When to get a pump?


(Danielle) #1

Hi,
I am new to this site and have a question. First a little background. My 14 year old son was diagnosed over a month ago. He went into DKA and we took him to emergency not knowing what was happening. He stayed in the hospital for three days while they got him stable again and as he puts it, “It is really weird. I wake up in a hospital and now have to give myself shots four times a day. Just weird.” It has been a whirlwind of education for us and he has been unbelievably mature through everything. He started giving himself the shots within the first week and is already counting carbs and taking charge of this diagnosis. He has always been a bit more mature than the average kid but he has impressed me by his willingness not only to take care of himself but to learn and accept this situation. And yes, I realize that can change at any given time, I mean, he is still a teenager, but for now he is doing great and I’ll just take it as it comes. Now on to my question…

We have a team of people helping us. Endo, dietician, etc. We are already trying to get the Dexcom because they are very into that CGM and think it is super useful. But when I mentioned a pump and wanting to get one before the end of the year there was push back. I got “You need to learn to walk before you can run.” Ok, I get that a pump is very different from injections but in my mind wouldn’t it be better to have him get one sooner rather than later? He is interested in trying one and I believe he would do great with it. I was told that we have to “work the program” and that “it is a lot more complicated to have a pump.” Well, I know there has to be other teens out there using them, whether they were just diagnosed or have had T1D for years. So, I guess I would like to know, when did others get pumps and what led you to want one? Also, is only a couple of months having T1D too soon to get a pump? I’m just confused as to why they would push back like that. (Side note: he is keeping his checks within range about 85-90% of the time. I realize this is most likely due to the honeymoon period but he is doing an excellent job with it thus far)


(Dennis J. Dacey, PwD) #2

Hi Danielle @dannien, first as a brand new member her I offer you A Warm Welcome to TypeOneNation!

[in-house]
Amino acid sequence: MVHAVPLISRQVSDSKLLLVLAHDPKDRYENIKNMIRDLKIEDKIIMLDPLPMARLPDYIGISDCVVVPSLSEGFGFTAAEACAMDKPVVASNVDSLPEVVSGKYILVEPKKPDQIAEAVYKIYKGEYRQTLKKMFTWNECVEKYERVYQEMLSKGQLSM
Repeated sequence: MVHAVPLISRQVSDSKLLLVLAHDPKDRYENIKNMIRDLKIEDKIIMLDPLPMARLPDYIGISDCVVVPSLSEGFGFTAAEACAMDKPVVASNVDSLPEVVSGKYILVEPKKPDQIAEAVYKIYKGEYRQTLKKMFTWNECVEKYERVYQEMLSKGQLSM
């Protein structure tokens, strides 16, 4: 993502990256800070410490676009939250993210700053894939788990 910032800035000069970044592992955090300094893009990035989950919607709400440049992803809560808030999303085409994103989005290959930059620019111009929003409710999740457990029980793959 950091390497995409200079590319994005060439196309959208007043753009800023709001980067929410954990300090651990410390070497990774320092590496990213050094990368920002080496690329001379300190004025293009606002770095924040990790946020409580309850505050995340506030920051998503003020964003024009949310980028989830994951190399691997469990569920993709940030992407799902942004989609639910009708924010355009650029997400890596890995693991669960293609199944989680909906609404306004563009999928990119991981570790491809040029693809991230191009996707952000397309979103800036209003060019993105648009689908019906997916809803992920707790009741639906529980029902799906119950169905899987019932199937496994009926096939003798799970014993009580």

Now to give a direct answer to your question, I took shots for 47 years before moving to my first pump. Of course I rejected suggestions that I begin pumping for many years - the first pumps were the size of medium sized backpacks. Your son sounds as if he is certainly getting it together that he must take responsibility and learn to take care of himself - yes, diabetes will be with him for his entire life. A pump isn’t a necessity for “good diabetes management”, I had good management for 15 years before moving to a pump, but it can be a tremendous help but it can also cause many problems - I really endorse his care team’s

A pump alone will not keep him free of DKA experiences, but his knowledge of his own body and how it [his body] reacts to activity, food and insulin will - I have not had DKA episode since 1957 The DexCom monitor if he uses it properly is a great asset - I recently began using the G5 and the “Clarity” report data is awesome.
Stay in touch, and most especially encourage your son to live a full, active and productive life and to not use diabetes as a crutch or as an excuse for not doing something.


(joe) #3

@dannien HI Danielle,

learn to walk before run is trite and if someone actually said that to me I’d… well… I’d softly suggest that sticking to the facts vastly improves communication efficiency. <- (no I wouldn’t!)

yes there are counterpoints to a pump and everything @Dennis said needs consideration as well.

You can learn to drive and fly at the same time, Period. People who need to can learn huge amounts of wildly varying things. All I will add is that mastery, true understanding and finesse takes 10,000 hours of practice.

In my opinion a good reference is “Pumping Insulin”. it’s a good book/ guide to all things pumps and is not brand based.